Blue Mountain Century Scenic Bikeway
In Oregon, a bicycle is legally considered a vehicle, and the same Oregon road laws apply. Please “be seen” and practice safe riding. Vehicle traffic, farm equipment and narrow shoulders exist on many Oregon roads, and you may find that construction projects, traffic or other events may cause road conditions or signage to differ from the map results, ride descriptions and directions. For travel options plus weather and road conditions, visit tripcheck.com, call 511 (in Oregon only), 800.977.6368 or 503.588.2941. Routes listed on this website are for informational purposes and intended as a reference guide only.
In the middle of the 19th century, the Blue Mountains were a formidable obstacle on the Oregon Trail – often the last mountain range American pioneers had to cross before reaching southeast Washington or passing down the Columbia River Gorge to the end of the Oregon Trail in the Willamette Valley. The range is located in the high, dry and much less traveled country of northeast Oregon.
While pioneers traversed this challenge on horseback, cyclists today can take on the Oregon Trail on their metal and carbon-fiber steeds. Besides the breathtaking views of the Blue Mountains, the well-maintained roads with barely any vehicle traffic make this bikeway a cycling paradise.
A century ride can imply that it can be ridden in one day. This bikeway is not that kind of century. Most cyclists should plan to finish this ride in two days.
The 108-mile Blue Mountain Century Scenic Bikeway is a breathtakingly beautiful loop that starts and ends in Heppner, a full-service community with secure places to leave your vehicle while you ride.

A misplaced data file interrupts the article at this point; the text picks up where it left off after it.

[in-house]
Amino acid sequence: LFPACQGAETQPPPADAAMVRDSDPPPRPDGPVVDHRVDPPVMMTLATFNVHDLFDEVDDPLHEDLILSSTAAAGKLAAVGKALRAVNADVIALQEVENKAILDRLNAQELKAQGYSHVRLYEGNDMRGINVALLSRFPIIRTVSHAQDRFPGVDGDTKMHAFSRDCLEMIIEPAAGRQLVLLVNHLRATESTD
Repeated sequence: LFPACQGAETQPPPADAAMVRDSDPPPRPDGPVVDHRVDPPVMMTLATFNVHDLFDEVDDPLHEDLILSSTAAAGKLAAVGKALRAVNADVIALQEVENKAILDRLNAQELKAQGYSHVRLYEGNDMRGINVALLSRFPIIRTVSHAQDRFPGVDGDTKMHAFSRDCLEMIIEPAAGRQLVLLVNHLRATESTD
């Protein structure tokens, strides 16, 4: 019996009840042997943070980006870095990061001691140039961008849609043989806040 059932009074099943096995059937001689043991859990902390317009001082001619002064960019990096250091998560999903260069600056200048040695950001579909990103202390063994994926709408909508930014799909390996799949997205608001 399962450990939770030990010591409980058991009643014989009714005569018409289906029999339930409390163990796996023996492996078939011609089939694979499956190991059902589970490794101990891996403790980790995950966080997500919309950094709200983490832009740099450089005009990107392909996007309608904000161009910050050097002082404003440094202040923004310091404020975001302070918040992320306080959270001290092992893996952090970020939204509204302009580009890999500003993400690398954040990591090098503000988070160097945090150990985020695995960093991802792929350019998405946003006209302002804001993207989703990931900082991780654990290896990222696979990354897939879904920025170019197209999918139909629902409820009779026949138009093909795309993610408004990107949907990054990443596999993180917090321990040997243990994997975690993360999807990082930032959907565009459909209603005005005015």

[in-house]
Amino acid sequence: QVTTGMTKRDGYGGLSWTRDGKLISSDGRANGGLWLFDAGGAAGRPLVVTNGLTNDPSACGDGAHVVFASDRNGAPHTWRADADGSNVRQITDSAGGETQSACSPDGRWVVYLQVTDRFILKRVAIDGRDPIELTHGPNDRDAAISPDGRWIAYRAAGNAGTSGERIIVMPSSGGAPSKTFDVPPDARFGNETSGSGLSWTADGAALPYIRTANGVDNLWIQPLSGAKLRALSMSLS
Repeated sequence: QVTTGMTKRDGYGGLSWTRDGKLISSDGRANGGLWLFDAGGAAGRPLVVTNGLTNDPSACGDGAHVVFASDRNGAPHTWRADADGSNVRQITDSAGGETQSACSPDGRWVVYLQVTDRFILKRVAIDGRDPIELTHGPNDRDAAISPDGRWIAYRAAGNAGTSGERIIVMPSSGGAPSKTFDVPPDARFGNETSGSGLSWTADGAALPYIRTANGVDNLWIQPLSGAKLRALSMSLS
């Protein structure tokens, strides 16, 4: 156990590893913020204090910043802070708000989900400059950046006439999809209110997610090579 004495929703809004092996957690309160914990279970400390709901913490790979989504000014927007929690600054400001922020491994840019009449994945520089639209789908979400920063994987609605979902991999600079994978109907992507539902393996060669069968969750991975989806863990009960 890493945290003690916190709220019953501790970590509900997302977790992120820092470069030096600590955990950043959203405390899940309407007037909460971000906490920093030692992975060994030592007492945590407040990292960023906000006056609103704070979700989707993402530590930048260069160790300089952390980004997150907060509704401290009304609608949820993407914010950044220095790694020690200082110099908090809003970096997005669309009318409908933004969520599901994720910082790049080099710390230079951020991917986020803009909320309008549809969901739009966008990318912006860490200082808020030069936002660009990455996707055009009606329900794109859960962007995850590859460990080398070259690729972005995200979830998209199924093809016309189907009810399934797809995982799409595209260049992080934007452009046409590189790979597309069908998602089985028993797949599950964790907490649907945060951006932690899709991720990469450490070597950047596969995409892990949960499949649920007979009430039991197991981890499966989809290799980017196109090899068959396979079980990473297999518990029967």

The route is rich in history — Heppner was founded by Irish immigrants in 1887 — and initially follows the Blue Mountain Scenic Byway, rolling through valleys before climbing east through the Umatilla National Forest and then offering a thrill-ride descent to Highway 395, near Ukiah, where you can find overnight accommodations, a grocery store and a cafe. There the route turns north, transitioning from forest to rangeland before heading west along Highway 74 through more of Eastern Oregon’s rolling hills and back to Heppner.
This route offers plenty of climbing — the top of the Umatilla Forest section is more than 3,000 feet above Heppner. But while the hills are long, they are not that steep. Take your time and enjoy the ride, because you’ll have plenty to look at.
Motorized Vehicle Traffic: Low, except for Highway 395, which is busier with a minimal shoulder at best
Seasons: Late spring to fall
Order a free copy of the Oregon Scenic Bikeways travel guide and start exploring the best routes that Oregon has to offer — all from the seat of a bike.
Important Traffic Information: Scenic Bikeway routes often include roads with car and truck traffic. Although the Bikeways are routed on low-traffic and low-speed roads whenever possible, most are designated for cyclists that are comfortable riding in some amount of traffic. For traffic-free riding, please check out the Tualatin Valley Scenic Bikeway section north of Banks and the first half of the Covered Bridges Scenic Bikeway.